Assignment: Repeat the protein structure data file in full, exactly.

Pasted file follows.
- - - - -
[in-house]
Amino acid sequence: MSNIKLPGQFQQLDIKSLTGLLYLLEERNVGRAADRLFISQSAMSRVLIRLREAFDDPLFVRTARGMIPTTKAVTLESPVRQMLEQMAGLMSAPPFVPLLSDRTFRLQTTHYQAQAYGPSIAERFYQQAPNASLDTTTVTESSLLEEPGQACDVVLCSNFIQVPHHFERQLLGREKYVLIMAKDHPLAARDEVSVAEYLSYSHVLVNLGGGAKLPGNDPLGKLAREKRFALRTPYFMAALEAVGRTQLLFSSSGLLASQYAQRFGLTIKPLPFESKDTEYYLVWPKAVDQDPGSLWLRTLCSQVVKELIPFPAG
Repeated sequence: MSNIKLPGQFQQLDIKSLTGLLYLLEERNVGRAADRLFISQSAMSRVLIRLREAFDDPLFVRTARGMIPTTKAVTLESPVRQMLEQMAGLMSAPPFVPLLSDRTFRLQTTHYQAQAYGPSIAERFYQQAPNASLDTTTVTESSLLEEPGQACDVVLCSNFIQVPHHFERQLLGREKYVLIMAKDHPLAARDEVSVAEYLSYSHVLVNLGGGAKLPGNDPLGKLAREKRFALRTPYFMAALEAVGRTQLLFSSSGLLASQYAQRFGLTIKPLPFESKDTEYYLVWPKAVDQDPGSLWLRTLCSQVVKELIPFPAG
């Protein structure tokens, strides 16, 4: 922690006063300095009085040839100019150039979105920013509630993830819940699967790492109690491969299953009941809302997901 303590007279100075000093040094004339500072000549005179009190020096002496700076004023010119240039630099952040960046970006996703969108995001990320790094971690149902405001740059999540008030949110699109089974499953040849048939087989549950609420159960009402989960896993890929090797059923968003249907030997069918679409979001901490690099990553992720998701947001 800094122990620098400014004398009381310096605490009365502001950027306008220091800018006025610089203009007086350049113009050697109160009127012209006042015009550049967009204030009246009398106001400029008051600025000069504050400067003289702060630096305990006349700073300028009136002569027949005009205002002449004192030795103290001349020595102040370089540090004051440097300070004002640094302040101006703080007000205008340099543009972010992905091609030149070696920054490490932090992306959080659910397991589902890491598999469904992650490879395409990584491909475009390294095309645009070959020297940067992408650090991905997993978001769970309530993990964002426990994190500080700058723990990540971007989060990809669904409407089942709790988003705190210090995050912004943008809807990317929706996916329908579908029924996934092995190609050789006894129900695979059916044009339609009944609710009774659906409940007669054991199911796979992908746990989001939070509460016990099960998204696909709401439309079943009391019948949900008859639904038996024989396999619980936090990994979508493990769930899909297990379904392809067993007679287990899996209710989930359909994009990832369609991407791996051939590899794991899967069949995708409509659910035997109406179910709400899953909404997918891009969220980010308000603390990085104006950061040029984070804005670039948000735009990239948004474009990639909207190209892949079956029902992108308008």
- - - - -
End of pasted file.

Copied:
[in-house]
Amino acid sequence: MSNIKLPGQFQQLDIKSLTGLLYLLEERNVGRAADRLFISQSAMSRVLIRLREAFDDPLFVRTARGMIPTTKAVTLESPVRQMLEQMAGLMSAPPFVPLLSDRTFRLQTTHYQAQAYGPSIAERFYQQAPNASLDTTTVTESSLLEEPGQACDVVLCSNFIQVPHHFERQLLGREKYVLIMAKDHPLAARDEVSVAEYLSYSHVLVNLGGGAKLPGNDPLGKLAREKRFALRTPYFMAALEAVGRTQLLFSSSGLLASQYAQRFGLTIKPLPFESKDTEYYLVWPKAVDQDPGSLWLRTLCSQVVKELIPFPAG
Repeated sequence: MSNIKLPGQFQQLDIKSLTGLLYLLEERNVGRAADRLFISQSAMSRVLIRLREAFDDPLFVRTARGMIPTTKAVTLESPVRQMLEQMAGLMSAPPFVPLLSDRTFRLQTTHYQAQAYGPSIAERFYQQAPNASLDTTTVTESSLLEEPGQACDVVLCSNFIQVPHHFERQLLGREKYVLIMAKDHPLAARDEVSVAEYLSYSHVLVNLGGGAKLPGNDPLGKLAREKRFALRTPYFMAALEAVGRTQLLFSSSGLLASQYAQRFGLTIKPLPFESKDTEYYLVWPKAVDQDPGSLWLRTLCSQVVKELIPFPAG
């Protein structure tokens, strides 16, 4: 922690006063300095009085040839100019150039979105920013509630993830819940699967790492109690491969299953009941809302997901 303590007279100075000093040094004339500072000549005179009190020096002496700076004023010119240039630099952040960046970006996703969108995001990320790094971690149902405001740059999540008030949110699109089974499953040849048939087989549950609420159960009402989960896993890929090797059923968003249907030997069918679409979001901490690099990553992720998701947001 800094122990620098400014004398009381310096605490009365502001950027306008220091800018006025610089203009007086350049113009050697109160009127012209006042015009550049967009204030009246009398106001400029008051600025000069504050400067003289702060630096305990006349700073300028009136002569027949005009205002002449004192030795103290001349020595102040370089540090004051440097300070004002640094302040101006703080007000205008340099543009972010992905091609030149070696920054490490932090992306959080659910397991589902890491598999469904992650490879395409990584491909475009390294095309645009070959020297940067992408650090991905997993978001769970309530993990964002426990994190500080700058723990990540971007989060990809669904409407089942709790988003705190210090995050912004943008809807990317929706996916329908579908029924996934092995190609050789006894129900695979059916044009339609009944609710009774659906409940007669054991199911796979992908746990989001939070509460016990099960998204696909709401439309079943009391019948949900008859639904038996024989396999619980936090990994979508493990769930899909297990379904392809067993007679287990899996209710989930359909994009990832369609991407791996051939590899794991899967069949995708409509659910035997109406179910709400899953909404997918891009969220980010308000603390990085104006950061040029984070804005670039948000735009990239948004474009990639909207190209892949079956029902992108308008």